According to the company, in 2009, their plants used an average of three gallons of water per gallon of ethanol, which is an 80 percent decrease from when the company first produced ethanol in 1988. That average includes the alternative sources of water used at several POET plants. At POET Biorefining — Corning (Iowa) most of the water used for cooling comes from the Corning Waste Water Treatment Plant. One hundred percent of the water at POET Biorefining — Portland (Ind.) is recycled from a nearby quarry. POET Biorefining — Big Stone (S.D.) gets 80 percent of its water from the cooling ponds of an adjacent power plant and discharges it back to the power plant.
Jeff Lautt has been named President of POET. He has been with the company since 2005 and prior to this promotion, served as Executive Vice President of Corporate Operations. Jeff Broin, the founder of POET, will remain as CEO and Chairman of the Board.
“Over his six-year career at POET, Jeff Lautt has continually taken on more and more of the daily operations of the company,” POET CEO Jeff Broin said. “I have full confidence that he will excel in this new role and help take POET to new heights.”
The change in leadership will allow Broin to focus his time and energy on long-term strategy for the company and well as the industry. “With more of the day-to-day operations in Jeff Lautt’s hands, I can invest more of my time in planning the future of POET and work on issues critical to the ethanol industry,” Broin said. “Many of the challenges POET faces are shared by the entire ethanol industry. As co-chairman of Growth Energy, I also look forward to working with others in the industry to face those challenges head-on.”
In his prior role, Lautt was responsible for all operational business units within POET. Of his new role, Lautt commented, “Under the leadership of Jeff Broin, POET has grown into a very successful company. Working with Jeff and the dedicated team at POET, I look forward to playing an even bigger role in future accomplishments.”
POET Biorefining- Cloverdale, located near Cloverdale, Indiana is hosting a Grand Opening on March 15th. This is POET’s 27th ethanol plant and they purchased the 90 million gallon-per-year ethanol plant in 2010 and over the past several months have invested nearly $30 million dollars in upgrades that include BPX, a patented fermentation process that uses enzymes instead of heat, reducing energy costs. The plant also has a water recovery system and new pollution control equipment. Once the plant is online, it will employ 40 people and bring the state’s total ethanol production over their goal of 1 billion gallons.
The Grand Opening begins at 9:30 am with public tours followed by a speaking program at 11:30 am to noon that includes POET CEO Jeff Broin and Lt. Gov. Becky Skillman along with Growth Energy CEO Tom Buis. At noon, lunch will be provided followed by additional public tours at 12:30 p.m. The event concludes at 2:30 pm. Media and the public are welcome to attend.
There is NO parking at the plant. Public parking is available at Martin Aggregates at 6252 US Hwy 231 South, Cloverdale, Ind. Buses will run continuously to and from the plant throughout the day.
Last fall farmers in and near Emmetsburg, Iowa were harvesting biomass. Currently, they are in the process of delivering these biomass bales to POET’s 22-acre storage site situated next to Project LIBERTY, the future 25 million gallon per year cellulosic ethanol plant.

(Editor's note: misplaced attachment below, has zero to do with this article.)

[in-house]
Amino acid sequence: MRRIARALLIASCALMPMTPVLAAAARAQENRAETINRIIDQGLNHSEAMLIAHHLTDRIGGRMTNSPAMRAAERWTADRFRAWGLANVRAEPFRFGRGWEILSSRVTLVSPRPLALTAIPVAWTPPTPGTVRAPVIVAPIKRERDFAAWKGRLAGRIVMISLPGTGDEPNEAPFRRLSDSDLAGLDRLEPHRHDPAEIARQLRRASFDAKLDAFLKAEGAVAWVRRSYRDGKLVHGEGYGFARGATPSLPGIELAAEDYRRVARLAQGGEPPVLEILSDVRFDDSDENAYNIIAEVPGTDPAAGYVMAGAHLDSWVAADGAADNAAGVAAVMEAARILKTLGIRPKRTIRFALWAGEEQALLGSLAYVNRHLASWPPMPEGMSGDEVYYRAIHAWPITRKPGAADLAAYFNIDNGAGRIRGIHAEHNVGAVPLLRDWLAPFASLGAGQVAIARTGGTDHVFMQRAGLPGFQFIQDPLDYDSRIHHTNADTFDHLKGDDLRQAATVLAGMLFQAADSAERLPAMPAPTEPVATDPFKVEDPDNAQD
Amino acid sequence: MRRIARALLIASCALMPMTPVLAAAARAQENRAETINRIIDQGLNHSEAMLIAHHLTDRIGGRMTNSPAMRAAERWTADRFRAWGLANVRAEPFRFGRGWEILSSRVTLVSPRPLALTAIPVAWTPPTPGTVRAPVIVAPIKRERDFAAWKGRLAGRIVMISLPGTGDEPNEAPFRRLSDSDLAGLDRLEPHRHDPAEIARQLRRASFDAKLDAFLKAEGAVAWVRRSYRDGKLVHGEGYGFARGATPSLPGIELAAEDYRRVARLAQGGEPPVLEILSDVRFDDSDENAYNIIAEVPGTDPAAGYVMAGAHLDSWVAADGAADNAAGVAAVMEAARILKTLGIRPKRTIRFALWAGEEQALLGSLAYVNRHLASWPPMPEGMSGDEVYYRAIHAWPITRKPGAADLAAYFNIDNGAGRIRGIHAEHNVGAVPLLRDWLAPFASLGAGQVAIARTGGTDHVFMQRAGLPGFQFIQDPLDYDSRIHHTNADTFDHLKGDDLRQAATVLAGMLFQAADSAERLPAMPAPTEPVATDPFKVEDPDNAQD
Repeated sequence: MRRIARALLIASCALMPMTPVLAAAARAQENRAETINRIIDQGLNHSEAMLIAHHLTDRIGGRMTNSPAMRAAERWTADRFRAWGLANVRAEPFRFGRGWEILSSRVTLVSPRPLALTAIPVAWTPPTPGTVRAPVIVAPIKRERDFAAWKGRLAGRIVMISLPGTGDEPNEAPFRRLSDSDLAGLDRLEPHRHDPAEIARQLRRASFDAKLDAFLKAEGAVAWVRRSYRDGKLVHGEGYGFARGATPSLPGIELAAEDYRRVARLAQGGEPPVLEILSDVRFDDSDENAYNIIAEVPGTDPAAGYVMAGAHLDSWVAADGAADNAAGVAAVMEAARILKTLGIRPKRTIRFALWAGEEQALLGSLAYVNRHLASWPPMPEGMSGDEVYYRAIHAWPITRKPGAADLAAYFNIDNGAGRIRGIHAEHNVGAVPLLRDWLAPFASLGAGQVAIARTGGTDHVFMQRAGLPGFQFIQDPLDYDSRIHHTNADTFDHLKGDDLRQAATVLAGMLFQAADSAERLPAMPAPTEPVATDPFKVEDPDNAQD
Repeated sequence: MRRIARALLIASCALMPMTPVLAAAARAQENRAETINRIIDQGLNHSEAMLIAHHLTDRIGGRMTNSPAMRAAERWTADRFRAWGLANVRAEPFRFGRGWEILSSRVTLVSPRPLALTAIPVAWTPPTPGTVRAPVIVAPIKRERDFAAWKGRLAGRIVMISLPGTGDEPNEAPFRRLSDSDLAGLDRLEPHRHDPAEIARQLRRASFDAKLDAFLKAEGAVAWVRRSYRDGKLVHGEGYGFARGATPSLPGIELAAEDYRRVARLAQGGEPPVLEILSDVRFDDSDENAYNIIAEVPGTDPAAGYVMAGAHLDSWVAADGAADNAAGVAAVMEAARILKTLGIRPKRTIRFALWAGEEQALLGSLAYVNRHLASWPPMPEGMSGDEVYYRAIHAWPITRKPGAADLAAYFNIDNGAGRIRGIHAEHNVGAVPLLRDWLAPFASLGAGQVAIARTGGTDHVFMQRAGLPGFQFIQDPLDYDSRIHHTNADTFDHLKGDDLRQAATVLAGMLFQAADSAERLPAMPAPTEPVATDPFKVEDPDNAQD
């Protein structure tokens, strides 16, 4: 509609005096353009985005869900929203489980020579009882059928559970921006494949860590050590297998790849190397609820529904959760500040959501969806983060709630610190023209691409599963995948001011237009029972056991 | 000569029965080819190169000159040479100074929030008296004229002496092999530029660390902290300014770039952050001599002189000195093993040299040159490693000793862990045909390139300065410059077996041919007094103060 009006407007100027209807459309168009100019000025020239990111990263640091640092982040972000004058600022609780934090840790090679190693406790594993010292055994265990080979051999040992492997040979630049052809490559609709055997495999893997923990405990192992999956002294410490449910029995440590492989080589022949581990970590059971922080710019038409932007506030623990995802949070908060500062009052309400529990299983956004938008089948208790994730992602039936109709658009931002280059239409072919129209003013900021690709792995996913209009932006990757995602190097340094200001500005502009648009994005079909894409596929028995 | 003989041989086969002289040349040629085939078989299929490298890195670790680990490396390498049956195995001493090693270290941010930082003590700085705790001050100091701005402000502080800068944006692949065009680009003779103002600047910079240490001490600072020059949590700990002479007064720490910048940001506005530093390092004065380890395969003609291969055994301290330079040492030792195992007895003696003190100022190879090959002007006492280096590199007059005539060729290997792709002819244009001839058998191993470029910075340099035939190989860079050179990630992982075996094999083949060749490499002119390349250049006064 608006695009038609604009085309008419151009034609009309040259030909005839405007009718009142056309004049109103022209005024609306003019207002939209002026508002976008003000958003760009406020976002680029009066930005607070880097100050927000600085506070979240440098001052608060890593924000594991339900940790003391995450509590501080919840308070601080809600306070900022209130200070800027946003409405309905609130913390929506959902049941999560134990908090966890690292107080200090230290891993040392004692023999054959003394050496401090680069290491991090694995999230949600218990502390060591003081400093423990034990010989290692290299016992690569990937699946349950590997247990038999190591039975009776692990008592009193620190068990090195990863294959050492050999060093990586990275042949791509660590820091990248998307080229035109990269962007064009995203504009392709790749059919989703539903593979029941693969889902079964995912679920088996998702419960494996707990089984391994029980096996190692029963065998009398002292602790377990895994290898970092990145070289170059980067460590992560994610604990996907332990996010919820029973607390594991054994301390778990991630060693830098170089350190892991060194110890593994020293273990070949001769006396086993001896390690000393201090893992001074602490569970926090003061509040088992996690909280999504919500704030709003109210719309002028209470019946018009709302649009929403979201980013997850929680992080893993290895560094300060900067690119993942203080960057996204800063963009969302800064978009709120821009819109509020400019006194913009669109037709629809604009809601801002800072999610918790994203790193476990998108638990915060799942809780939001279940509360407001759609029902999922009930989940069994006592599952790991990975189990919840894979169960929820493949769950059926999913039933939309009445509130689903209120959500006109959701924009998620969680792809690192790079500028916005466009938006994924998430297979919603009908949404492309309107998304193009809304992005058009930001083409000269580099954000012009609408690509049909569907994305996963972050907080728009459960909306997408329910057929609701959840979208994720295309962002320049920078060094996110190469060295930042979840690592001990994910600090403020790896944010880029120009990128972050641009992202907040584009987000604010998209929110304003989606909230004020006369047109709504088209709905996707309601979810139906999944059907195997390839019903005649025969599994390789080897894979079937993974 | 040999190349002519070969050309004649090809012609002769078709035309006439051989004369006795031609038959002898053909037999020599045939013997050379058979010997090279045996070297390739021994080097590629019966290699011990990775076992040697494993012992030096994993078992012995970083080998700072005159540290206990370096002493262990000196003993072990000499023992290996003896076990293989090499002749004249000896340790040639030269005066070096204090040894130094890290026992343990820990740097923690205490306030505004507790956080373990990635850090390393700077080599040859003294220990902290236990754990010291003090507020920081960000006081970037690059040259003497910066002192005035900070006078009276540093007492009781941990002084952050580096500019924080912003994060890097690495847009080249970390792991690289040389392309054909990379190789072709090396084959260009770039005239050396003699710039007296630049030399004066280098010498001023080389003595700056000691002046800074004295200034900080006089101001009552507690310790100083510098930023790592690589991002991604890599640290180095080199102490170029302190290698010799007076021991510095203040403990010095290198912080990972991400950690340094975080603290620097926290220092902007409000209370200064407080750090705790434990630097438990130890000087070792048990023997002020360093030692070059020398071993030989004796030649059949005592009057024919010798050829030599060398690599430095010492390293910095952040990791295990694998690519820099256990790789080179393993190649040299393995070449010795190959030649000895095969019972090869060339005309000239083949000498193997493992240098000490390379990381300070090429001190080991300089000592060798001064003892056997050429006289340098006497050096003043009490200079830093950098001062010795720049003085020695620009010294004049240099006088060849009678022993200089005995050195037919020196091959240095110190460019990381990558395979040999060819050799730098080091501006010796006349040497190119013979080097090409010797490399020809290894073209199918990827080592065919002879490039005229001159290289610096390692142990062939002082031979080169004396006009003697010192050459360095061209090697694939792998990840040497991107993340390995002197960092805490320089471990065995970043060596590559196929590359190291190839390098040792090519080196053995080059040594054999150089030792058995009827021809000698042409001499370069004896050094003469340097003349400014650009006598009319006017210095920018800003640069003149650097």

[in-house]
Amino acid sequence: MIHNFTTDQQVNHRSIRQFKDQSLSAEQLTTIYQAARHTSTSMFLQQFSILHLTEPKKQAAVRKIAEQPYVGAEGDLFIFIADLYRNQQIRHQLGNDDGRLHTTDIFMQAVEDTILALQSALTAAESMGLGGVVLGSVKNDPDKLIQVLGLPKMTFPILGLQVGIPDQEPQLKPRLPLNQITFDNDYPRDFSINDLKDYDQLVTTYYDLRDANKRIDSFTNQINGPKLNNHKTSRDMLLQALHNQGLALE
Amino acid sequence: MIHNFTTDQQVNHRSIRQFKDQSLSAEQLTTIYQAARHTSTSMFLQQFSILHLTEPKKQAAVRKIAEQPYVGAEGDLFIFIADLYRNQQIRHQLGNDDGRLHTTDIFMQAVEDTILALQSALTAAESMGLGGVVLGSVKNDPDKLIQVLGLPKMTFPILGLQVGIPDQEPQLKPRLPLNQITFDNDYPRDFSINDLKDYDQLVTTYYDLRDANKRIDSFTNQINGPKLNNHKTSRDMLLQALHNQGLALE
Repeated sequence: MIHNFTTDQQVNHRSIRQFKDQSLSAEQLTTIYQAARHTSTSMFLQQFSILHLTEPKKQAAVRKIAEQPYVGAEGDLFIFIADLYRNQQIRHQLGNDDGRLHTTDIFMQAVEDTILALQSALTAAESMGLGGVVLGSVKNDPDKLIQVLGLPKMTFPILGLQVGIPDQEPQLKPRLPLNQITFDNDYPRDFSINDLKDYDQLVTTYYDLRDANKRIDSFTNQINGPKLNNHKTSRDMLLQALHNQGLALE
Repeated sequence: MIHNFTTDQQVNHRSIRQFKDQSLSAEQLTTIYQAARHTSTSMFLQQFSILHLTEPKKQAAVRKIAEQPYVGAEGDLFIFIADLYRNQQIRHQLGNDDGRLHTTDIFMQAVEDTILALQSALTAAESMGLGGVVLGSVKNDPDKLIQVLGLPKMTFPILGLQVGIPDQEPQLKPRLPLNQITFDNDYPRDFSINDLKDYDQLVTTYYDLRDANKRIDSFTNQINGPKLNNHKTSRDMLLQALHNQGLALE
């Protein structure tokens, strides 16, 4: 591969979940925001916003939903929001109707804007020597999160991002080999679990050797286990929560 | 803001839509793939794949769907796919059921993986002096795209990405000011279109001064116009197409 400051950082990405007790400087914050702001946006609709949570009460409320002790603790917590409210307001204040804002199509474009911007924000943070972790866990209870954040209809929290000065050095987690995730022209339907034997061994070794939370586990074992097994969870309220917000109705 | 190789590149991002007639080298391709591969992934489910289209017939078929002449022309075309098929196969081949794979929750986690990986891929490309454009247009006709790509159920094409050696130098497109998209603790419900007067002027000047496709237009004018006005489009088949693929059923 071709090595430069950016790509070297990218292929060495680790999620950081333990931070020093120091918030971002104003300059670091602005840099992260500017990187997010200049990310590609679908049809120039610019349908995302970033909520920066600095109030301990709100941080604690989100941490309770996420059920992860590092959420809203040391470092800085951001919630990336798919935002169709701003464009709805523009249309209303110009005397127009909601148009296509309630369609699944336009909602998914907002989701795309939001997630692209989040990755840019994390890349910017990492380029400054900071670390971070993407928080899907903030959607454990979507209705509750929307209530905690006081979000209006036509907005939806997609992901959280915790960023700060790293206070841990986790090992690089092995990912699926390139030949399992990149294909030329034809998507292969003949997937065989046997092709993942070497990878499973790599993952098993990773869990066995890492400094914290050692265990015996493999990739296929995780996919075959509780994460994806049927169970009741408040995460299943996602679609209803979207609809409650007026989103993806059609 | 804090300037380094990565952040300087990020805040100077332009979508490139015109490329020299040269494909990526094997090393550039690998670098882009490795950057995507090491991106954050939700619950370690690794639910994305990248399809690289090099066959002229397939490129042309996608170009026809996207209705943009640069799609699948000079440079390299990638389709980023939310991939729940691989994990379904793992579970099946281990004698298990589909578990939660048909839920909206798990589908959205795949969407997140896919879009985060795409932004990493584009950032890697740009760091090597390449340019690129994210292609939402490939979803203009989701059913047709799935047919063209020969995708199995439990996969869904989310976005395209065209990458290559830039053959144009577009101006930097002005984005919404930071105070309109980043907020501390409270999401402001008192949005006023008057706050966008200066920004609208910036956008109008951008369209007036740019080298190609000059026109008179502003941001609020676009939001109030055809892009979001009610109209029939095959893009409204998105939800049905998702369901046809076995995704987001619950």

Area farmers have harvested nearly 56,000 tons of corn cobs, leaves, husks and some stalk but had to wait to deliver the material while the USDA worked out the details of their Biomass Crop Assistance Program (BCAP). The program provides matching funds of up to $45 per ton to each grower for a maximum of two years. The goal of the program is to help farmers offset the start-up costs for developing the cellulosic feedstock market for biofuels and renewable energy.
“While we shared the farmers’ frustration with delays to BCAP, we are happy to see that the program is being implemented and farmers are now delivering biomass to POET,” Project LIBERTY Director Jim Sturdevant said. “I know they are eager to deliver their bales, just as we are eager to validate our receiving and handling procedures at the new biomass stackyard.
Sturdevant continued, “BCAP is important to helping these first farmers get the new biomass market off the ground. BCAP’s inclusion in the next Farm Bill is an important part of continuing to develop this market.”
So last week, the farmers began completing the application process and shortly thereafter, began to deliver the biomass. Biomass bales this year will be used primarily to test procedures for delivery, receiving, quality assurance, storage, and handling at the stackyard. When operational, Project LIBERTY will use about 300,000 tons of biomass annually to produce ethanol.
Ethanol industry campaigns targeting the general public and Congress have won top awards from Region II of the National Agri-Marketing Association, which covers the west central part of the country from Montana to Texas.
First place honors for “Television Ad Series” and “Best in Show” from the NAMA Region II went to a national TV advertising campaign for ethanol producer POET. The campaign includes three ads, each representing a different aspect of ethanol production. A farmer, a scientist and a plant manager recite free-verse poetry explaining their role in helping solve the nation’s fuel crisis. The campaign ran on Fox News, MSNBC, CNBC, NBC, CNN and HLN. The ads, which can be seen on POET’s website, were designed by 3 Advertising out of Albuquerque, N.M. POET’s website, which was also designed by 3 Advertising, won first place in the Internet Website category.